[…] spare you the history lesson about Korea’s DMZ – but ROK Drop’s post is detailed, accurate, and full of win. Suffice it to say that the sites you’ll see are […]
I WAS STATIONED AT CAMP GREAVES IN 1976/1977 DURING THE AX MURDERS. THE PHOTOS SURE BRING BACK SOME GOOD MEMORIES.
ALL OVER DMZ 70 71 LOTS OF PATROLS OUT OF GP MARTIN.NOT TOO MUCH HEARD ABOUT PEOPLE WHO WERE ON GUARD POSTS.REMEMBER SEEING MDL SIGN AND BACKING UP REAL SLOW.IMJIN SCOUT FROM ACTA E5.ANYONE WITH PICS PLEASE SEND firstname.lastname@example.org
I was with the 7th inf div at camp honey and we patrolled the DMV in 64 and 65
I was stationed at Camp Stanley and the “First to Fire” 1st 15th FA from Oct 1979 – Jun 1980. I was a Forward observer and went to the DMZ three times and was involved in an international incedent on the DMZ when two 105′s were laid 1400 mils out of safe and we shot four rounds into North korea. What an experience it was!! 24 hours later I was in the air going home. Travis AB never looked better!! I was awarded the ARMY Accomidation medal for my actions as a PFC Gen Kingston looked surprised when he was pinning the medal on my chest and said “Damn Soldier, You are the yougest I have ever given this medal to” I am a proud Disabled Veteran and I want to thank you for your service……thnx me
I served with the 1/23 inf reg 2nd inf div at hhq co. Camp Young Korea, our duty was to patrol the dmz north of the injim river
I am researching the DMZ and trying to get clarity on the current status of the UNC-JSA force. Are there US Soldiers currently assigned to this unit conducting patrols along the DMZ?
Will try again had loss first attempt, had arrived at Casey 22 Jun 77 did the turtle farm thing then went I got to Hovey the 1/9th was getting ready to go to the DMZ so I was restricted to post and didn’t see Toko-ri until over a month later. Don’t know to today what part of the DMZ that we went to, one of the first patrols that I was getting ready to go on a 5.56 round whizzed by my head while still inside the compound, a Pfc who wasn’t supposed to even have the magazine in the well had sighted in on me with his starlight scope and squeezed off the round missing my head by inches, could hear the buzz sound as it went by.The PLT SGT come running and chewed his ass, saying son I will stick my foot so far up your ass I will have shit stained knee caps, I know that the SOP was that everybody inserted the magazine as you walked out the compound gate and only the point man and Squad leader actually chambered a round keeping the safety on, this is a true story and I know that it doesn’t even compare to combat but if that round would of been slightly to the right most likely it would of been said that dumb hillbilly from Kentucky done went and got himself killed the first month in country. Goes to show what that can happen.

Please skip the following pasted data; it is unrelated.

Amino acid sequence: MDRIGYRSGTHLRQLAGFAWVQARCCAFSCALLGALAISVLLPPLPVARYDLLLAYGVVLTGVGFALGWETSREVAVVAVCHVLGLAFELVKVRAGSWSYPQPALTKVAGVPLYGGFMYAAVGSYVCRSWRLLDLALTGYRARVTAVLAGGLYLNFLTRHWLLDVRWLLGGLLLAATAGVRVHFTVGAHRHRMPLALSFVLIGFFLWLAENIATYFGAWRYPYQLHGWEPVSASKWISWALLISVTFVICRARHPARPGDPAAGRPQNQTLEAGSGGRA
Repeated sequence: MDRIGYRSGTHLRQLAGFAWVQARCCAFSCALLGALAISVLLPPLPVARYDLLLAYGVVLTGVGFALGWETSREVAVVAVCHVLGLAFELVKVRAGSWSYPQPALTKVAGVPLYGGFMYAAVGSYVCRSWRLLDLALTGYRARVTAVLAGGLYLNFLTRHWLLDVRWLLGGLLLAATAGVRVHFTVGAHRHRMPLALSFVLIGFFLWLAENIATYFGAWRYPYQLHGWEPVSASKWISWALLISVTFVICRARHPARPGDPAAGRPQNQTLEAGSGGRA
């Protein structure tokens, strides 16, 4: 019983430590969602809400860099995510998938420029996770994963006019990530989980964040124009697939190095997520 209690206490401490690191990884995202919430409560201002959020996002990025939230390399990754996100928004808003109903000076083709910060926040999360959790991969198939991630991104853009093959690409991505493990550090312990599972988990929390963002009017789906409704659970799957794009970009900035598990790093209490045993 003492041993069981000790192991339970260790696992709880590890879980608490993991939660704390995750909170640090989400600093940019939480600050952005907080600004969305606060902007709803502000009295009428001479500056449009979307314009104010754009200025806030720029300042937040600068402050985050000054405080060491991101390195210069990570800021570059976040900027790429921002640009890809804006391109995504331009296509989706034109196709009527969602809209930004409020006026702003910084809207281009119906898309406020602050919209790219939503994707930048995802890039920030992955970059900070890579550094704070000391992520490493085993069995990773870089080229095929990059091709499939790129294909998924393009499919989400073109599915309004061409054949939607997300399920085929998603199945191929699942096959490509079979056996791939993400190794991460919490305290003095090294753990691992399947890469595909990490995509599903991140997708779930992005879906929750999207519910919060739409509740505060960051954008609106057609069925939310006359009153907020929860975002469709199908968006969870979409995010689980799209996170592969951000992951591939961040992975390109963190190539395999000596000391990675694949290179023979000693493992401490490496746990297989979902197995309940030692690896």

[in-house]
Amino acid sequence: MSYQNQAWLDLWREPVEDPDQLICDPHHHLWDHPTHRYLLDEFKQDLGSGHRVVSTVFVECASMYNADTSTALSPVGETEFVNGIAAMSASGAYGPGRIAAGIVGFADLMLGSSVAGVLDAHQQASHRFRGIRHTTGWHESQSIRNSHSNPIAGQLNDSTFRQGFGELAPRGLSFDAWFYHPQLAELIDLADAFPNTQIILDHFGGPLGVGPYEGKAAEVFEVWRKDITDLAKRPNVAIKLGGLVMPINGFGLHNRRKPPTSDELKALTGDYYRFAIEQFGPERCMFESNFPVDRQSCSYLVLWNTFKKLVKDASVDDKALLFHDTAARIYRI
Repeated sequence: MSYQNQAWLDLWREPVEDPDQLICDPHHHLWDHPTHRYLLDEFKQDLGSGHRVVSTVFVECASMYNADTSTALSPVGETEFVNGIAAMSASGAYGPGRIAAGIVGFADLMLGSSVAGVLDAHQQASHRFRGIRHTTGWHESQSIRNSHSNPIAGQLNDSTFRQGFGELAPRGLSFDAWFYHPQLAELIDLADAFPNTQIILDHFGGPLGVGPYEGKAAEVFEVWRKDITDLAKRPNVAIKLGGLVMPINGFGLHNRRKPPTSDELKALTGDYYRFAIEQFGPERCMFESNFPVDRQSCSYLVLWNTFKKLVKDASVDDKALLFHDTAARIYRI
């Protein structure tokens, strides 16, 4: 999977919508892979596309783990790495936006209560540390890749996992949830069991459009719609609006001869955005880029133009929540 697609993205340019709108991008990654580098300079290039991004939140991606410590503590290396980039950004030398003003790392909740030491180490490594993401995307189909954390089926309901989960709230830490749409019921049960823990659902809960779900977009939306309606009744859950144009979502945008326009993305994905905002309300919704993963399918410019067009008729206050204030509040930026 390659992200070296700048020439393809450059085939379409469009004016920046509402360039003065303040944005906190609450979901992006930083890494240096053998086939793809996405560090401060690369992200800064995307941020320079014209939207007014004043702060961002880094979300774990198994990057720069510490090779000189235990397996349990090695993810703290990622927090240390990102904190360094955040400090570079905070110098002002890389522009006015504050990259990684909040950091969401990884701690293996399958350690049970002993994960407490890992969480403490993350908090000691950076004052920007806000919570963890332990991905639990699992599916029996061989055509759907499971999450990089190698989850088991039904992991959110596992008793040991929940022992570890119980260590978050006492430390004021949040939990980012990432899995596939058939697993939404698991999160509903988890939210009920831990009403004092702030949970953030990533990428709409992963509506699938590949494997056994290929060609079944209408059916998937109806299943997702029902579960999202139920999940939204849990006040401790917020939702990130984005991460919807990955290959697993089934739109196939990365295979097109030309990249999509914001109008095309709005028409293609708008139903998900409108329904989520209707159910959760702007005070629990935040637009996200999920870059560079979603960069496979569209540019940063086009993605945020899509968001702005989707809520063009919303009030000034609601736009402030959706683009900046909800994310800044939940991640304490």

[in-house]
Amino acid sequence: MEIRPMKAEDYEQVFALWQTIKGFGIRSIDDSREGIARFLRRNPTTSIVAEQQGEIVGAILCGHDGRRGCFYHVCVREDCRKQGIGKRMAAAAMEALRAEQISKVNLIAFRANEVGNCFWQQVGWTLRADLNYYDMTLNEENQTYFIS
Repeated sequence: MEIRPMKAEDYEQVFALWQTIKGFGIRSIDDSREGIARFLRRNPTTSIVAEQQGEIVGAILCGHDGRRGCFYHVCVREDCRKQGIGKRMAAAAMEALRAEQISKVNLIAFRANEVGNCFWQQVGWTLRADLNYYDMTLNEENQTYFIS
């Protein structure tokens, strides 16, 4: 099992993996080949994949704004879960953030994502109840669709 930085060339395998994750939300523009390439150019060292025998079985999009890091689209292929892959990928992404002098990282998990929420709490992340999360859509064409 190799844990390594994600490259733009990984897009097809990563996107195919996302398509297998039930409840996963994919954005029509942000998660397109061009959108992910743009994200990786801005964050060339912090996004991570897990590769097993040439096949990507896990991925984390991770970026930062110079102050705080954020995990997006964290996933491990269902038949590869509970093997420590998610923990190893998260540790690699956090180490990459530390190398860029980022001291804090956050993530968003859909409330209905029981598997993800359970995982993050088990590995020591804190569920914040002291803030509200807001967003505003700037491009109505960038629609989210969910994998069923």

u suck at typing this sux
A man is a man etc, not going to make this a hometown topic. When something happens that sticks in your mind like yesterday that was 35 plus years ago you tell it like it was and what was said. Don’t really care about your hip text u this u that. Never sucked and never will friend.
Unknown to a lot of people was a small unit based out of Yongsan. It was basically an engineer unit that did nothing but search for tunnels on the DMZ. This was in 78 when I was there. I was tasked to take my bulldozer to the DMZ to help look for the tunnel later discovered. However I was short and they sent someone else. When he came back about a week later he walked up and punched me. They sent him out into a area to dig trenches where they thought a tunnel might be. He kept hearing noises in front of his blade. He started to get off the dozer to inspect to see if something was wrong. Everybody started hollering and waving at him so he backed out of the area. They told him what he was hearing were landmines exploding and not to worry about it, but to keep a blade of dirt in front of the dozer at all times to be safe. He said it was the longest week of his life.
Left dmz 45 years ago today, may 21st. viet nam was the place but it was a roll of the dice for the guys on the z . most came home but not all